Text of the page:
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Cornwall-on-Hudson, NY, United States

Falxa-Raymond N.,Columbia University | Falxa-Raymond N.,U.S. Department of Agriculture | Patterson A.E.,Barnard College | Patterson A.E.,Lamont Doherty Earth Observatory | And 3 more authors.
Tree Physiology

Oak forests dominate much of the eastern USA, but their future is uncertain due to a number of threats and widespread failure of oak regeneration. A sudden loss of oaks (Quercus spp.) could be accompanied by major changes in forest nitrogen (N) cycles with important implications for plant nutrient uptake and tree species composition. In this study, we measured the changes in N use and growth rates of black birch trees (Betula lenta L.) following oak girdling at the Black Rock Forest in southeastern New York, USA. Data were collected from nine experimental plots composed of three treatments: 100 oaks girdled (OG), 50 oaks girdled (O50) and control (C). Foliar N concentration and foliar 15N abundance increased significantly in the oak-girdled plots relative to the control, indicating that the loss of oaks significantly altered N cycling dynamics. As mineralization and nitrification rates increase following oak loss, black birch trees increase N absorption as indicated by higher foliar N content and increased growth rates. Foliar N concentration increased by 15.5 in the O50 and 30.6 in the OG plots relative to the control, while O50 and OG plots were enriched in 15N by 1.08‰ and 3.33‰, respectively (P<0.0001). A 641 increase in black birch growth rates in OG plots suggests that this species is able to respond to additional N availability and/or increased light availability. The loss of oaks and subsequent increase in black birch productivity may have a lasting impact on ecosystem form and function. © 2012 The Author. Source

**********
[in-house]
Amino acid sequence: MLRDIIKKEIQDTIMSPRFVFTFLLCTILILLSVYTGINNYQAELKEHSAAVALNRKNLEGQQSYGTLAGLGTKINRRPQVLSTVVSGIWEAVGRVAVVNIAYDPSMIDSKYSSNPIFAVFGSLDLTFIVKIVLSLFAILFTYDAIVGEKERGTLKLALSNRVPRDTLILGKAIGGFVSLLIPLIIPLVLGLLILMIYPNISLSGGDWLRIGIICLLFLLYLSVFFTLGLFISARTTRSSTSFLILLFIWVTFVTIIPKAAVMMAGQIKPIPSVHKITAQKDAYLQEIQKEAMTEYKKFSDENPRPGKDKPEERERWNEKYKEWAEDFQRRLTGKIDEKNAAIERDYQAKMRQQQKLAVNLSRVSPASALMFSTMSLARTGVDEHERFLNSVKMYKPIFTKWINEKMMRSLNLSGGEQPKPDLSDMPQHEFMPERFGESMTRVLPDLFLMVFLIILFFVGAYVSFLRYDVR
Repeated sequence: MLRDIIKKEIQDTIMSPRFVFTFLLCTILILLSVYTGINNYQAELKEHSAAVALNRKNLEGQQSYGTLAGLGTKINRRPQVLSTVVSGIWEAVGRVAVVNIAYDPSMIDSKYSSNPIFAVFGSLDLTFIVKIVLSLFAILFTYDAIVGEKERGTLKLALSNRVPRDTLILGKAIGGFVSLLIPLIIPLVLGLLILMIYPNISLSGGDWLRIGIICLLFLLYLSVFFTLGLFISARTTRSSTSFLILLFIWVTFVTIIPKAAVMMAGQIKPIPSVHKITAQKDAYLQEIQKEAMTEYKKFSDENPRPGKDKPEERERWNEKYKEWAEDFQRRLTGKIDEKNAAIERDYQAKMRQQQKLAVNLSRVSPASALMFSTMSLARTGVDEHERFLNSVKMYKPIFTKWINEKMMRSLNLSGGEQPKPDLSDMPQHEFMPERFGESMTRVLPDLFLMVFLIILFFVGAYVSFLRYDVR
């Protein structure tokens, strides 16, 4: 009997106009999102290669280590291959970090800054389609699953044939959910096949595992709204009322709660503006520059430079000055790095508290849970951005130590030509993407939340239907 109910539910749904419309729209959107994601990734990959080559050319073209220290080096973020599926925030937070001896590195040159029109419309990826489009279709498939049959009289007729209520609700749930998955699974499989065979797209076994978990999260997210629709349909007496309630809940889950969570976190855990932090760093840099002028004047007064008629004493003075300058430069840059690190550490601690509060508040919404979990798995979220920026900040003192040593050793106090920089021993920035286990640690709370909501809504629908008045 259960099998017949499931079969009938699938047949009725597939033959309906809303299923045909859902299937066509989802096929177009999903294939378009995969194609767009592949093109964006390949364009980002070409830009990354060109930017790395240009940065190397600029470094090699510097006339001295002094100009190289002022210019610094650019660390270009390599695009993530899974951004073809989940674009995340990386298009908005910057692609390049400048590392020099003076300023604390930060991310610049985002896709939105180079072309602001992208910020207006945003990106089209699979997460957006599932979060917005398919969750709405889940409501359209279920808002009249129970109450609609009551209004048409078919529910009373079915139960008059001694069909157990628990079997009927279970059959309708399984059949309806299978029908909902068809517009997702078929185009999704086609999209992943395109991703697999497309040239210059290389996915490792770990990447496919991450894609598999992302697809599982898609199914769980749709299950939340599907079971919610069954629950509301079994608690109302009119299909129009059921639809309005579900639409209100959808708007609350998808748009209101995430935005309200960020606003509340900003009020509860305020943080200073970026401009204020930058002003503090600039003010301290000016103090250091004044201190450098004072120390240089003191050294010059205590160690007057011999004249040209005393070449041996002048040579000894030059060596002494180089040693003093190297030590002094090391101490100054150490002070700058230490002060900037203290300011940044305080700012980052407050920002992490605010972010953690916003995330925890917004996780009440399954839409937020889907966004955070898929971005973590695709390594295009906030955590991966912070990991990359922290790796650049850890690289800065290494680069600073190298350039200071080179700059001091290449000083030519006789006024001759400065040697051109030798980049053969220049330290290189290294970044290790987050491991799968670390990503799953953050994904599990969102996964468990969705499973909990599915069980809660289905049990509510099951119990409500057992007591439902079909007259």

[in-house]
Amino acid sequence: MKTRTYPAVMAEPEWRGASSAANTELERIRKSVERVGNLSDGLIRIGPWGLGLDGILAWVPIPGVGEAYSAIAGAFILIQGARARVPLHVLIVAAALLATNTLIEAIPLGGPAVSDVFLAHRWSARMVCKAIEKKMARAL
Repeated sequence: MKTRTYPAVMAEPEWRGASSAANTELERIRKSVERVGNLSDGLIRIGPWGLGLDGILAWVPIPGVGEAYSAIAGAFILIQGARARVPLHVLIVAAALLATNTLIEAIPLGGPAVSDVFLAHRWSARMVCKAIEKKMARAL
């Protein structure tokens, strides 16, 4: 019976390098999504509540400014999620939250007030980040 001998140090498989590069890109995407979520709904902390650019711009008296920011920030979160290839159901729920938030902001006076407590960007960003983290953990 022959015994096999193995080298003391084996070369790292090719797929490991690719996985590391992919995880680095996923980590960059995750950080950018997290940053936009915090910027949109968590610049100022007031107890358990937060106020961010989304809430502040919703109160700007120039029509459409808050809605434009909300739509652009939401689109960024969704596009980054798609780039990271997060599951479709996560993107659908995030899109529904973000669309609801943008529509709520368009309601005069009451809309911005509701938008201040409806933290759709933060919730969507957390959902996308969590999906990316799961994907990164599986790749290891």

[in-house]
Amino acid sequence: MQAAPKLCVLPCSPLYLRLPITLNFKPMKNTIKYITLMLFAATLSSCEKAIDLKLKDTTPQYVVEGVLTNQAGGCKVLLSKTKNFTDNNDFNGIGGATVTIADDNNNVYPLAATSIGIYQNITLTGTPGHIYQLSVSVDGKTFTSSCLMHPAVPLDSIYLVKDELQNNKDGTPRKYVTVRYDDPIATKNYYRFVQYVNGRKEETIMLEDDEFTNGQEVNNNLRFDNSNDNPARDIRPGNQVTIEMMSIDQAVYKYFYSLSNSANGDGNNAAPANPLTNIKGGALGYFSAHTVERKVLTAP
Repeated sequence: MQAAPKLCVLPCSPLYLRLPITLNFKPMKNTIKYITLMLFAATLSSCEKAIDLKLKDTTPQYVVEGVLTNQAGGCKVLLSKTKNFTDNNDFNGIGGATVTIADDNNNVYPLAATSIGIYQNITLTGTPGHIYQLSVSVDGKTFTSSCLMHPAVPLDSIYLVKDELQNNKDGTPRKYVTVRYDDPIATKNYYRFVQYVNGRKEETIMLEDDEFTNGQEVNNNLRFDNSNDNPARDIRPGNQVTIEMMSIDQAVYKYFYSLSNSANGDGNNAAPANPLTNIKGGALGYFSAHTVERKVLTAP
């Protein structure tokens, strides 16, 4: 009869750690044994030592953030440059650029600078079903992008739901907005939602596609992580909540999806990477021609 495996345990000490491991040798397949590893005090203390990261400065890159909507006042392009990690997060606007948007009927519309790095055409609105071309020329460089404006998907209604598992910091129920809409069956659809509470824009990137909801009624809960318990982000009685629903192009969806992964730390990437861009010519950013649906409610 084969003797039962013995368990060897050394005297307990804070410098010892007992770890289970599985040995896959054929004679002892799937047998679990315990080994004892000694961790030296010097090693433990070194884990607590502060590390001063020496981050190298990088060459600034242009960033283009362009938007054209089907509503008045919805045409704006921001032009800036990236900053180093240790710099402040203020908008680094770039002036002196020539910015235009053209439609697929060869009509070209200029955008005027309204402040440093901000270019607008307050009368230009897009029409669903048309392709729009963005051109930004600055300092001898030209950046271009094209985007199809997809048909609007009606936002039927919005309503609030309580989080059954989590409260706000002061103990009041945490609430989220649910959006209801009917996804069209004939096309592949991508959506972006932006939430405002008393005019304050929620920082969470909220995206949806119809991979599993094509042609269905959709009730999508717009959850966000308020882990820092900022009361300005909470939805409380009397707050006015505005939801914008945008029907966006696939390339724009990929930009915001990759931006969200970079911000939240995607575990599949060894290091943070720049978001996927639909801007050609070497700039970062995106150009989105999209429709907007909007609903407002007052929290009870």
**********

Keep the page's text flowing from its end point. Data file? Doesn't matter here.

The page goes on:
Searle S.Y.,University of Canterbury | Turnbull M.H.,University of Canterbury | Boelman N.T.,Lamont Doherty Earth Observatory | Schuster W.S.F.,Black Rock Forest Consortium | And 3 more authors.
Tree Physiology